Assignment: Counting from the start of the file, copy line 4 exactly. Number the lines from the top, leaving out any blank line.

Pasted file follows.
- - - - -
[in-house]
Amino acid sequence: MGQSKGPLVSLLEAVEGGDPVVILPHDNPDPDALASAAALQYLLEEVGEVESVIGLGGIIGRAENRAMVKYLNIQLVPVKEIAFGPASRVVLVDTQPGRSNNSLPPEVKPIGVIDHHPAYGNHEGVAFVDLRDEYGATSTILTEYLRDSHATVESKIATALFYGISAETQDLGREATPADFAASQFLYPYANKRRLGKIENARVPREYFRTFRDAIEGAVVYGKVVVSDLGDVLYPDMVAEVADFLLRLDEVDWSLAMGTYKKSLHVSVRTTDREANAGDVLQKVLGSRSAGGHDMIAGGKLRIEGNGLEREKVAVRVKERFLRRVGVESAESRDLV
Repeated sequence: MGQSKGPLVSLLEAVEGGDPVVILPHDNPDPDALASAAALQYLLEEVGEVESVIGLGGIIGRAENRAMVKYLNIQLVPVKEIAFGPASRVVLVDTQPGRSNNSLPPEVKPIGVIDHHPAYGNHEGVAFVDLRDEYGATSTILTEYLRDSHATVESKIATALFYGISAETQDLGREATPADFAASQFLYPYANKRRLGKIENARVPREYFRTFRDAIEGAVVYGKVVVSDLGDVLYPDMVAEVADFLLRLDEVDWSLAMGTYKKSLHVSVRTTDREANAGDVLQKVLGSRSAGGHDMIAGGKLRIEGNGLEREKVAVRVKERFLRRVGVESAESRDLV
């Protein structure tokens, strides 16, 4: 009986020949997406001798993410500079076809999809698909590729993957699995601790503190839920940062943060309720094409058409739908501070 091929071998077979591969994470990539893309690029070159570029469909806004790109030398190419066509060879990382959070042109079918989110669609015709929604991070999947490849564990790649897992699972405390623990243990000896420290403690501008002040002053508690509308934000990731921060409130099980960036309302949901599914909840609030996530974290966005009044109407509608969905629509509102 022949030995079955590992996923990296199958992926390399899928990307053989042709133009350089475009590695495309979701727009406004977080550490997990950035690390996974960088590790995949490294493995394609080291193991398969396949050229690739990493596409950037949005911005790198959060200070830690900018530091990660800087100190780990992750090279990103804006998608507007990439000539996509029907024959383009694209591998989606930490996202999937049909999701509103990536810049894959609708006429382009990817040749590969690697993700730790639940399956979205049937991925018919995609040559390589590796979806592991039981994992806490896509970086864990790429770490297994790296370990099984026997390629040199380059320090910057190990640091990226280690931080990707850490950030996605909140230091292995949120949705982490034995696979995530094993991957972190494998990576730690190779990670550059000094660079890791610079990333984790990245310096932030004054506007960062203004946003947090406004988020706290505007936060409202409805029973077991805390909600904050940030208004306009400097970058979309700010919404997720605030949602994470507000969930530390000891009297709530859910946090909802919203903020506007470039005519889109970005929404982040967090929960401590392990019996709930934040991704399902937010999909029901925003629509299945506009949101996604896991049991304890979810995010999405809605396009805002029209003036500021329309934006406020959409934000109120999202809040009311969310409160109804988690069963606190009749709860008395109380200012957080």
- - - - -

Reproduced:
């Protein structure tokens, strides 16, 4: 009986020949997406001798993410500079076809999809698909590729993957699995601790503190839920940062943060309720094409058409739908501070 091929071998077979591969994470990539893309690029070159570029469909806004790109030398190419066509060879990382959070042109079918989110669609015709929604991070999947490849564990790649897992699972405390623990243990000896420290403690501008002040002053508690509308934000990731921060409130099980960036309302949901599914909840609030996530974290966005009044109407509608969905629509509102 022949030995079955590992996923990296199958992926390399899928990307053989042709133009350089475009590695495309979701727009406004977080550490997990950035690390996974960088590790995949490294493995394609080291193991398969396949050229690739990493596409950037949005911005790198959060200070830690900018530091990660800087100190780990992750090279990103804006998608507007990439000539996509029907024959383009694209591998989606930490996202999937049909999701509103990536810049894959609708006429382009990817040749590969690697993700730790639940399956979205049937991925018919995609040559390589590796979806592991039981994992806490896509970086864990790429770490297994790296370990099984026997390629040199380059320090910057190990640091990226280690931080990707850490950030996605909140230091292995949120949705982490034995696979995530094993991957972190494998990576730690190779990670550059000094660079890791610079990333984790990245310096932030004054506007960062203004946003947090406004988020706290505007936060409202409805029973077991805390909600904050940030208004306009400097970058979309700010919404997720605030949602994470507000969930530390000891009297709530859910946090909802919203903020506007470039005519889109970005929404982040967090929960401590392990019996709930934040991704399902937010999909029901925003629509299945506009949101996604896991049991304890979810995010999405809605396009805002029209003036500021329309934006406020959409934000109120999202809040009311969310409160109804988690069963606190009749709860008395109380200012957080």